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Comprehensive debuging of network issues


#17

Check the client systems too, event logs, see if there is something silly like a master browser fight going on, all versions of windows does this. long story short PC’s on a non domain network, like a home or small business, the PC’s decide some crap amongst themselves where one PC is the glorious “master browser”. in a busy computer shop with lots of random PC being connected to the network for a short period of time and leaving master browser fights were common. If you have a mixture of windows versions on the network like a few vista machines and a bunch of windows 7 and windows 10 then instead of an orderly election to decide who is the one it’s might be more like a 12 way fist fight.
Linux machines wouldn’t be affected by that, it’s just something between windows machines i think.
-edit even if the master browser election goes in an orderly fashion it still makes the internet drop out briefly so if master browser elections are being triggered too often it’s noticeable and there would be event log entries at the time it happens on all affected machines.


#18

Two linux devices (a desktop and netbook) at the same location, connected by wifi to the AP.

You’re right, reducing transmit power didn’t get rid of the invalid misc. I didn’t do throughput tests.

This already exists: the ATA for voip. It works when the issue occurs, so I know the problem is not the ISP, modem, and at least some of the router’s functionality.

As for plugging into the power line adapter, it has just one port, so that has to be the AP. I do have a network printer plugged into the AP’s switch, but not sure how to get useful info from that.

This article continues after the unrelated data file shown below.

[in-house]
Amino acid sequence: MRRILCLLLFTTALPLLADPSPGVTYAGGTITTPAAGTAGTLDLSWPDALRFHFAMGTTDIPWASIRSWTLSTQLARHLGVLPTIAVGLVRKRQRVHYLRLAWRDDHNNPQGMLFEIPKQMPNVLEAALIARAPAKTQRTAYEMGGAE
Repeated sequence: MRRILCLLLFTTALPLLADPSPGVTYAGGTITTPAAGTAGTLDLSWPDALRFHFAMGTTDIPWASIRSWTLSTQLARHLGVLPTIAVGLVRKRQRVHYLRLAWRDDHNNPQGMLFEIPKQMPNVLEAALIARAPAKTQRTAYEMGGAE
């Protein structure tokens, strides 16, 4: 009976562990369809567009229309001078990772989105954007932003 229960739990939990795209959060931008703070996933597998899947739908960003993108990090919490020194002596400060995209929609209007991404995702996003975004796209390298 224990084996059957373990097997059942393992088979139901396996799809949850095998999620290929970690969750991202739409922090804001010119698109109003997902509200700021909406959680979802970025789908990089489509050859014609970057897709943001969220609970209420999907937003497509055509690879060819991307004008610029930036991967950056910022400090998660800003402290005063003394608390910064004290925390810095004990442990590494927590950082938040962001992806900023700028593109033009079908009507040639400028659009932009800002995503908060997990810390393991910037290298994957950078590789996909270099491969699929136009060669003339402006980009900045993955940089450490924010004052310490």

Good point about dodgy network cables, etc. I could try replacing the ethernet cables connecting the power line adapters with the router or AP. I don’t have a way to know if the replacement is any better, but it’s one of the easiest steps I can take.

Would the fallout from this affect linux systems too? I use only linux machines but there are Windows 7 and a Windows 10 machine on the network, plus a bunch of android devices and an iPad. And a PS3. In addition to the ATA and network printer. I keep forgetting about network population booms.


#19

No, for troubleshooting, you can take down the AP, plug a machine into that port, and test to see if it is stable for some long enough period of time.

If you do not see issues on the powerline adapter without the wifi, you then know the problem is your wifi and not your powerline network segment. Because right now, interference or network drop could be coming from both… and you’re taking a guess that the powerline adapter isn’t the cause.

Number one rule of troubleshooting: don’t just guess. Take a guess (as a starting point), sure. But CONFIRM whether or not your guess is correct (i.e. devise a method to rule it out) before assuming 100% that it is.